Buxton Festival of World Cinema Returns
The Third Buxton Festival of World Cinema runs from 23-29 March 2015. Twenty films will be screened over the seven days using two venues. Alongside some of the best films of the last 12 months a clutch of acclaimed films from cinema’s history will also be featured.
Among the recent British successes on offer are Mr. Turner, Pride, What We Did On Our Holiday and Northern Soul. Timothy Spall’s compelling portrayal of JMW Turner – commonly called ‘Britain’s greatest artist’ – has already won awards in Cannes and New York. Pride celebrates what seemed, at the time (1984), an unlikely alliance between striking Welsh miners and London-based gay activists.
If past Buxton festivals are anything to go by many will be keen to see the golden nuggets from cinematic history. Ingrid Bergman’s centenary falls in 2015 and in Hitchcock’s Notorious she plays Alicia who is asked to spy on Nazis in Brazil. Cary Grant is her co-star in a film which includes a (in)famous scene which got around the American restrictions on what was regarded as an acceptable length for a kiss.
The French classic, Le Jour Se Leve, begins with a murder – but who is the dead man and why was he killed? Made on the eve of World War Two some felt Marcel Carne’s film reflected the political anxieties in France at the time – and it was banned by the Vichy government in 1940 because it was judged to be ‘demoralising’. Brilliantly filmed in black-and-white and screened in a sparkling re-issue Le Jour Se Leve makes for compelling viewing on a Saturday afternoon.
Classic French film-making of a different generation is represented by Francois Truffaut’s La Sirene du Mississippi. Louis (Jean-Paul Belmondo) is a wealthy tobacco planter. He arranges to marry Julie (Catherine Deneuve) who he knows only through letters. On meeting her she isn’t quite what he expected. But the marriage goes ahead. This thriller has been likened to Hitchcock by some.
Over the weekend at the end of the Festival two double bills aimed specifically at families are included. The Fox and the Child is a French film that traces the relationship between a 10-year-old girl and a fox. Stunningly filmed amidst beautiful countryside this film will grip any that have a passion for wildlife. Extracts from Michel Ocelot’s animation Tales of the Night will accompany The Fox and the Child.
The other family programme features White Mane – another simple story, beautifully filmed in black-and-white in the Camargue. A young boy is in competition with a group of ranchers to ‘capture’ ‘White Mane’, a wild horse. Who will win? An animation set to Prokofiev’s Peter and the Wolf completes the programme.
Among the recent international films included in the Festival is the Polish film Ida which is set in 1962. Anna is set to take her vows and become a nun but Wanda, her only surviving relative, tells her that she is Jewish. Anna and Wanda set off to uncover the family story. Ida is beautifully filmed in black-and-white and is on many ‘Best film’ lists.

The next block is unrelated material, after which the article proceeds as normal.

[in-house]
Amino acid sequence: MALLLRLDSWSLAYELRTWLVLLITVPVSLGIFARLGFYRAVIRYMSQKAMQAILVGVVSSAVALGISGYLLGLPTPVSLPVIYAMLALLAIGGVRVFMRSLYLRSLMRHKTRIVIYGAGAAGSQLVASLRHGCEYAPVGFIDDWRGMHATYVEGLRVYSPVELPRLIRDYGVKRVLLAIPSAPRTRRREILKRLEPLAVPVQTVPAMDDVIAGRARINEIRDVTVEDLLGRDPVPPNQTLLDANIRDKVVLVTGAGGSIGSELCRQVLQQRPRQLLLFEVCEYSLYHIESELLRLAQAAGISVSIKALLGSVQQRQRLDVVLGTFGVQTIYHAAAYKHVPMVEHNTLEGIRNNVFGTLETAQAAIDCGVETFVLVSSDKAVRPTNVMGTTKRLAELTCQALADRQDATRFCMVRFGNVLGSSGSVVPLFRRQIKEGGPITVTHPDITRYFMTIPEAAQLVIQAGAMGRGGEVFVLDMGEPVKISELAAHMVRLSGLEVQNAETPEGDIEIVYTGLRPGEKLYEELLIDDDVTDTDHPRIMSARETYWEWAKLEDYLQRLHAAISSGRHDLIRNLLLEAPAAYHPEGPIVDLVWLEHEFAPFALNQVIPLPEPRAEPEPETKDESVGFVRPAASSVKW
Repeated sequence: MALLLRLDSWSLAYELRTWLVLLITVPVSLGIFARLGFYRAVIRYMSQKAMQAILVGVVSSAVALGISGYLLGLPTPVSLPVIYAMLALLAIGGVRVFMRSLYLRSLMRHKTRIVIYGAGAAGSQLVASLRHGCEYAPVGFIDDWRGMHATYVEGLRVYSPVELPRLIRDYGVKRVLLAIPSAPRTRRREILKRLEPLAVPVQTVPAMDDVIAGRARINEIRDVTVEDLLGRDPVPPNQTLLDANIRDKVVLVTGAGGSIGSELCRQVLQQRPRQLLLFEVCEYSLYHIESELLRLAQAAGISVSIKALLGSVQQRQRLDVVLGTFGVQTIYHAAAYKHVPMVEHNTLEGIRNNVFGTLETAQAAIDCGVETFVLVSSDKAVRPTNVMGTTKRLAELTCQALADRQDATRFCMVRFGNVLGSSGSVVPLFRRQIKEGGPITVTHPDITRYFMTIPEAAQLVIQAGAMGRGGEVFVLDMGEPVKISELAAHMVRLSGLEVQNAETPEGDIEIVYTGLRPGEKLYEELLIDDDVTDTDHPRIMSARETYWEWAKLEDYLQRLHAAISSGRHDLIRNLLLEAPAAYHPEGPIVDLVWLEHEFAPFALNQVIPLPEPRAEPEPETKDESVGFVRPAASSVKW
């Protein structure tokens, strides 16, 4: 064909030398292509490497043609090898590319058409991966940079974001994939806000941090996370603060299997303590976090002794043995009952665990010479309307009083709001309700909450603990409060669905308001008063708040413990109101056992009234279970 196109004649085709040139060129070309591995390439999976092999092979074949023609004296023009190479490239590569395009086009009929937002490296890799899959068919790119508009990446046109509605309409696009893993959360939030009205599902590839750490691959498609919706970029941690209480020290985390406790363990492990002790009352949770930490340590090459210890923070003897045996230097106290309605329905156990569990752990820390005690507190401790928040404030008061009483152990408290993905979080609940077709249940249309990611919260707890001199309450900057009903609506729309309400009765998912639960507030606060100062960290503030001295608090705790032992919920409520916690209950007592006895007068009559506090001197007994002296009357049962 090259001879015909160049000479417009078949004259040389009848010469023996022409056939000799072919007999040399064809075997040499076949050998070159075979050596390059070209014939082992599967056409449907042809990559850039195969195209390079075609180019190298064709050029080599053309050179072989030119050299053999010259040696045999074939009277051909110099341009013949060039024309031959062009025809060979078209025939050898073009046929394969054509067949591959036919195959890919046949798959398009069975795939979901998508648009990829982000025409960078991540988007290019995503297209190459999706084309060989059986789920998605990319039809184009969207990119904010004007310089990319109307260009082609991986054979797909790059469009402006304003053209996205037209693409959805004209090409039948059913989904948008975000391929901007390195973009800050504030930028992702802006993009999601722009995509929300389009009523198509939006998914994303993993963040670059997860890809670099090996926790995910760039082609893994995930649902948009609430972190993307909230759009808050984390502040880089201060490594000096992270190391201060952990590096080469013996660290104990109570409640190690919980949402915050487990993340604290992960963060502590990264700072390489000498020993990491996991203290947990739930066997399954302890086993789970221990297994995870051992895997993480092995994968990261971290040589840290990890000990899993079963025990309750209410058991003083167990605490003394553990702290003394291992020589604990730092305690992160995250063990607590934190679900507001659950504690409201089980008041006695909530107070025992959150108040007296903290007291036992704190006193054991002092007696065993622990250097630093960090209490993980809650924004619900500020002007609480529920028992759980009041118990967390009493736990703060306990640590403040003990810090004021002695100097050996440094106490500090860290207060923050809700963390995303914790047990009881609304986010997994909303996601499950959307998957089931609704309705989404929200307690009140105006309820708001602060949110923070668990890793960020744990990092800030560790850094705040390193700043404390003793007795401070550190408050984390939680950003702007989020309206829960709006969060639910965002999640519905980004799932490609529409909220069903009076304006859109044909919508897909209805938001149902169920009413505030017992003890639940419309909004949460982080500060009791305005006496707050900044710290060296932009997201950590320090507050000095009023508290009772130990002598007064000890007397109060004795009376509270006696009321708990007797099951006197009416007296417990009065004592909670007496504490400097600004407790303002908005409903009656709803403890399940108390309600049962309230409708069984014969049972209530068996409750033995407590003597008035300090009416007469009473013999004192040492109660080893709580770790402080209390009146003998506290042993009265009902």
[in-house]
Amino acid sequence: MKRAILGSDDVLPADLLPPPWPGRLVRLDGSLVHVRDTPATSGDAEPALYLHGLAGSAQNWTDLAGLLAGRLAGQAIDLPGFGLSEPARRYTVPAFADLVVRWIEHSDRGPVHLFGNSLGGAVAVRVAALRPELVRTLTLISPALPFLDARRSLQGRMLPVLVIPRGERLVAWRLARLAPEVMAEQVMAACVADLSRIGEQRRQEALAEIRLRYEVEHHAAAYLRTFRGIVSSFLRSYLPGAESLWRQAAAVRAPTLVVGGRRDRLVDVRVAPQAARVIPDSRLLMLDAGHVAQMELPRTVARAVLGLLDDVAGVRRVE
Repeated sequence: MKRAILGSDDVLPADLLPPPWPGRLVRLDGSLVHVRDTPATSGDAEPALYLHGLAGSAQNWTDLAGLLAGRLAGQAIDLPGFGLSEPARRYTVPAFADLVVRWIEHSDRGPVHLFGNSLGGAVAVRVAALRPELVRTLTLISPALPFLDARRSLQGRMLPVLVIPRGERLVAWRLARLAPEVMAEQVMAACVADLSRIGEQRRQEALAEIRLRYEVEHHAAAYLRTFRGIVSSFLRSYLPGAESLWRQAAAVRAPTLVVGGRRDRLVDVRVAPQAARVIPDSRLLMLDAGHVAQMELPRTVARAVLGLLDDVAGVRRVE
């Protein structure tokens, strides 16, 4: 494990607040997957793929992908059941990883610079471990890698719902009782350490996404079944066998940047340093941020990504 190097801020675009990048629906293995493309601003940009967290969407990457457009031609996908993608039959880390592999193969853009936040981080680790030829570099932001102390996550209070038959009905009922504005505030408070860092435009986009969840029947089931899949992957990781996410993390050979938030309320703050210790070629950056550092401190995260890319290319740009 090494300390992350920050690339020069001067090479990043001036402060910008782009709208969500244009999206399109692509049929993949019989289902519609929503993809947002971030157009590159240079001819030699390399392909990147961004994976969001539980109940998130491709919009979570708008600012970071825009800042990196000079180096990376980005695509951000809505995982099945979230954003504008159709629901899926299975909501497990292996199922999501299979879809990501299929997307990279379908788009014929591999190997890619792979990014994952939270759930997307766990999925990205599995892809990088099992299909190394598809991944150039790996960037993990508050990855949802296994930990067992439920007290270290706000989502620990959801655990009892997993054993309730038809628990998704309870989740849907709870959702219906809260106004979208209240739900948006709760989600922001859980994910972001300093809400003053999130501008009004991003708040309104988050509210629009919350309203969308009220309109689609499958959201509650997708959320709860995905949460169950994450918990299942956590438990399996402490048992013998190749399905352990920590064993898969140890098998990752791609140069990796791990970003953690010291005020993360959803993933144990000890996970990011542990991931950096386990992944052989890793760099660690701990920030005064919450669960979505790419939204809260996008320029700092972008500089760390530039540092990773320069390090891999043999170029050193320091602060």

The Belgian Dardenne brothers have many, many fans. Their latest film – Two Days, One Night - stars Marion Cotillard who has a weekend to save her job by persuading her co-workers to give up a bonus they have been offered.
Jonas Jonasson’s novel The 100 year-old man who climbed out the window and disappeared was a word-of-mouth best-seller. Allan Karlsson has had an extraordinary life – involved in many defining events in the 20th century – and as he escapes his birthday party he gets involved with a criminal gang on the run from the law.
The Japanese master-animator Hayao Miyazaki says that The Wind Rises is to be his last film. If that is the case he ends on a high. Jiro wants to design beautiful planes. His career begins in the late 1920s. Inevitably some of Jiro’s beautiful planes become efficient weapons of war.
The Golden Dream went down very well with the staff at Manchester’s Cornerhouse last year. It tells the story of three young Guatemalans (later joined by a Mexican-Indian) who make the often difficult journey to the US. The trip may be slow and painful – but they are confident about their dream.
All this, plus the latest Woody Allen (with Colin Firth), Lilting (featuring Ben Wishaw) and an exciting opening to the Festival with a screening of Pretty Village. This documentary tells the harrowing story of massacres in a Bosnian village in 1992. We will be joined for the screening by the film’s director and producer for a post-screening discussion.
For full details of the Buxton Festival of World Cinema please see: http://www.buxtonoperahouse.org.uk/buxton-festival-of-world-film Tickets are just £4 (£3 concessions) from the Opera House Box Office. The Festival is presented is by the Opera House in association with Buxton Film (www.buxtonfilm.org.uk)